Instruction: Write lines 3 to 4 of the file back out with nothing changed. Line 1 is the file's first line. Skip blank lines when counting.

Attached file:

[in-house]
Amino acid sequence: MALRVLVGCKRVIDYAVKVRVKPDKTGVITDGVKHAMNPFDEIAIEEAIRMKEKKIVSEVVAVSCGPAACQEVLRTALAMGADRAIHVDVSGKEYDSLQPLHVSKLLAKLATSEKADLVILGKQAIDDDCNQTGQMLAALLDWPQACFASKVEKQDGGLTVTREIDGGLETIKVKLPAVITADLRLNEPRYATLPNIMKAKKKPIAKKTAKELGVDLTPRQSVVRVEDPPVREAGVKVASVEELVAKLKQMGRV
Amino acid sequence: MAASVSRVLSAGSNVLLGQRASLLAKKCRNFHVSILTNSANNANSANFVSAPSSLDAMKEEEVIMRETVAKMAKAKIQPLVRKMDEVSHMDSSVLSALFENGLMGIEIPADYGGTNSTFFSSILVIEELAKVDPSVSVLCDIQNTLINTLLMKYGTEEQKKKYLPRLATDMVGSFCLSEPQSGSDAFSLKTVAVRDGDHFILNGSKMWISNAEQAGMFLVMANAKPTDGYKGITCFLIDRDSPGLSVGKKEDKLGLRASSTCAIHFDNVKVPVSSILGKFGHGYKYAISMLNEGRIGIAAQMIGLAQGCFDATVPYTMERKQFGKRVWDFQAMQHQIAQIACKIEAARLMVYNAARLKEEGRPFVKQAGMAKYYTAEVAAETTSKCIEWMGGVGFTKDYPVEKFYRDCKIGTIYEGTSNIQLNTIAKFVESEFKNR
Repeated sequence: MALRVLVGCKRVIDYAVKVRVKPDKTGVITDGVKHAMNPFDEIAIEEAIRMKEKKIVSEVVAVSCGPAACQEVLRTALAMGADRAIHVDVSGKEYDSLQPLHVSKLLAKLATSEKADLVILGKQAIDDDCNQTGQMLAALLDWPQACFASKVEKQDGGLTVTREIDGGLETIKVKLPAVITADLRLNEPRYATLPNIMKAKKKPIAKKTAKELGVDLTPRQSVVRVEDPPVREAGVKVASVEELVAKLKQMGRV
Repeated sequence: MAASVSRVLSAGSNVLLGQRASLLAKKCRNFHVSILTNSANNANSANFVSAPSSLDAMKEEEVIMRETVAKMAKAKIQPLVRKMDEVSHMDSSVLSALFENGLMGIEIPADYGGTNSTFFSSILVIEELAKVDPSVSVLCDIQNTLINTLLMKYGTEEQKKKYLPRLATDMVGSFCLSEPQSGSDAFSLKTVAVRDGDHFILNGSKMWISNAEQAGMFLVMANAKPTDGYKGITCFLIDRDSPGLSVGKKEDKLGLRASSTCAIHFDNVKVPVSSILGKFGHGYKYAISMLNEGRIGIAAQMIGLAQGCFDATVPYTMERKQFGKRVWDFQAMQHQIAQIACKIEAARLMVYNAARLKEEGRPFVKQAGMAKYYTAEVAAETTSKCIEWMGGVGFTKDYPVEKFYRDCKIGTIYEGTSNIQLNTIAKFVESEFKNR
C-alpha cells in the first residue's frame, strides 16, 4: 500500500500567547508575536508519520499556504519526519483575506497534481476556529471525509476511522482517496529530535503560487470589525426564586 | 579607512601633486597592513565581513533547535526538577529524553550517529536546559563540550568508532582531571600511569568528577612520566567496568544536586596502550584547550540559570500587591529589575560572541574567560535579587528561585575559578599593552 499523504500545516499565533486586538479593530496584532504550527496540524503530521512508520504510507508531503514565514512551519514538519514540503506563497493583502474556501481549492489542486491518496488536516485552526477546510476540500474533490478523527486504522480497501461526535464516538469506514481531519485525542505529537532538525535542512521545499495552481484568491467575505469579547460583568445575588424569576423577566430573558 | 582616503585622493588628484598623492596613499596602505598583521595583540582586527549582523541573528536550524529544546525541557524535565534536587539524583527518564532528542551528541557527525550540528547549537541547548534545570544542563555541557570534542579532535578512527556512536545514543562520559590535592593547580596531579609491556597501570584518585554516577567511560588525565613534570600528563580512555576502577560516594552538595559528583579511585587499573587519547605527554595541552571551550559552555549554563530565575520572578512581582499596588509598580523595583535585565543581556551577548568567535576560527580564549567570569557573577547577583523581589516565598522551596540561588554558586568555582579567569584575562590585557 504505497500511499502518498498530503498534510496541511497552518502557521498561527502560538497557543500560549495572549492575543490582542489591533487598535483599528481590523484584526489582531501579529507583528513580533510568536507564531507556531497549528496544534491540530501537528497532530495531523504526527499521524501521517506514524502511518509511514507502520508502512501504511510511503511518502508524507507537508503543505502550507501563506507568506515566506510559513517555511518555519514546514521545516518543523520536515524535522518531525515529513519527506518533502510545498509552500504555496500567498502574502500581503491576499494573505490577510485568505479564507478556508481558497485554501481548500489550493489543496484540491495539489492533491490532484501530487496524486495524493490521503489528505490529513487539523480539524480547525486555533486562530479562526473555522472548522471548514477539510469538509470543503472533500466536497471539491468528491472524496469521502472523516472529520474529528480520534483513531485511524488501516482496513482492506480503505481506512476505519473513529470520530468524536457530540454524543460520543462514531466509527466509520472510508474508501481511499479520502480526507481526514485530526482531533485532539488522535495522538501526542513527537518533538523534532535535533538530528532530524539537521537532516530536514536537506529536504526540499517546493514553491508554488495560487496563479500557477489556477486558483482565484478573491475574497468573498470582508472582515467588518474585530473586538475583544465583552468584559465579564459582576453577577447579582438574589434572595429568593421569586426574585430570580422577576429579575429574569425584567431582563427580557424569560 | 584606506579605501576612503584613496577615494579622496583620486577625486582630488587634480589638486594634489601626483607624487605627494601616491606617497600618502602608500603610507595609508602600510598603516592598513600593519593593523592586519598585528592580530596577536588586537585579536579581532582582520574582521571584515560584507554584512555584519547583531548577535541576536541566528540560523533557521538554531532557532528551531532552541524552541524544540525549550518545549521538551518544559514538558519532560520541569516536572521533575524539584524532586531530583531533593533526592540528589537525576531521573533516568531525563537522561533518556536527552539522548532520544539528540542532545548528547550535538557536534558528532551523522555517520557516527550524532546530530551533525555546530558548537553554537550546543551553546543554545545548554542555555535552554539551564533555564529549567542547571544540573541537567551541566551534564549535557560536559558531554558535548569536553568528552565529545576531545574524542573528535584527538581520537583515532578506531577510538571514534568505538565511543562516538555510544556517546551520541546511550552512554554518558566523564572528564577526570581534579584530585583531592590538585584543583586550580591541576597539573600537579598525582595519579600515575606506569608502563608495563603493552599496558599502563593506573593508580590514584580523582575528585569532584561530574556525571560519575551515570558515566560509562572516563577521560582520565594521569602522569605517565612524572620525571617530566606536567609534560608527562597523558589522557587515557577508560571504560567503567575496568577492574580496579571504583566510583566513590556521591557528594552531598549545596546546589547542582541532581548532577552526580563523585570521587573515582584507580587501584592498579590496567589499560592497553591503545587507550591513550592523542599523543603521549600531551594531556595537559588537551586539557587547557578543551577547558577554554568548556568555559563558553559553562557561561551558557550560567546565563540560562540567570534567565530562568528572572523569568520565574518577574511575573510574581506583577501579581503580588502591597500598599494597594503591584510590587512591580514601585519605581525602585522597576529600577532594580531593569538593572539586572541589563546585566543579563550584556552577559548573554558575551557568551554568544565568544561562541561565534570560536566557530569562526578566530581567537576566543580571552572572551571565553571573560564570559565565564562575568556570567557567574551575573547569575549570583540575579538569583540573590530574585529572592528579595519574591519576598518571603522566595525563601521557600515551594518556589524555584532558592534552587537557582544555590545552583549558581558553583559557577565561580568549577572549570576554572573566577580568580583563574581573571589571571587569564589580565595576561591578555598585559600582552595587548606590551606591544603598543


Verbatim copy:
Amino acid sequence: MAASVSRVLSAGSNVLLGQRASLLAKKCRNFHVSILTNSANNANSANFVSAPSSLDAMKEEEVIMRETVAKMAKAKIQPLVRKMDEVSHMDSSVLSALFENGLMGIEIPADYGGTNSTFFSSILVIEELAKVDPSVSVLCDIQNTLINTLLMKYGTEEQKKKYLPRLATDMVGSFCLSEPQSGSDAFSLKTVAVRDGDHFILNGSKMWISNAEQAGMFLVMANAKPTDGYKGITCFLIDRDSPGLSVGKKEDKLGLRASSTCAIHFDNVKVPVSSILGKFGHGYKYAISMLNEGRIGIAAQMIGLAQGCFDATVPYTMERKQFGKRVWDFQAMQHQIAQIACKIEAARLMVYNAARLKEEGRPFVKQAGMAKYYTAEVAAETTSKCIEWMGGVGFTKDYPVEKFYRDCKIGTIYEGTSNIQLNTIAKFVESEFKNR
Repeated sequence: MALRVLVGCKRVIDYAVKVRVKPDKTGVITDGVKHAMNPFDEIAIEEAIRMKEKKIVSEVVAVSCGPAACQEVLRTALAMGADRAIHVDVSGKEYDSLQPLHVSKLLAKLATSEKADLVILGKQAIDDDCNQTGQMLAALLDWPQACFASKVEKQDGGLTVTREIDGGLETIKVKLPAVITADLRLNEPRYATLPNIMKAKKKPIAKKTAKELGVDLTPRQSVVRVEDPPVREAGVKVASVEELVAKLKQMGRV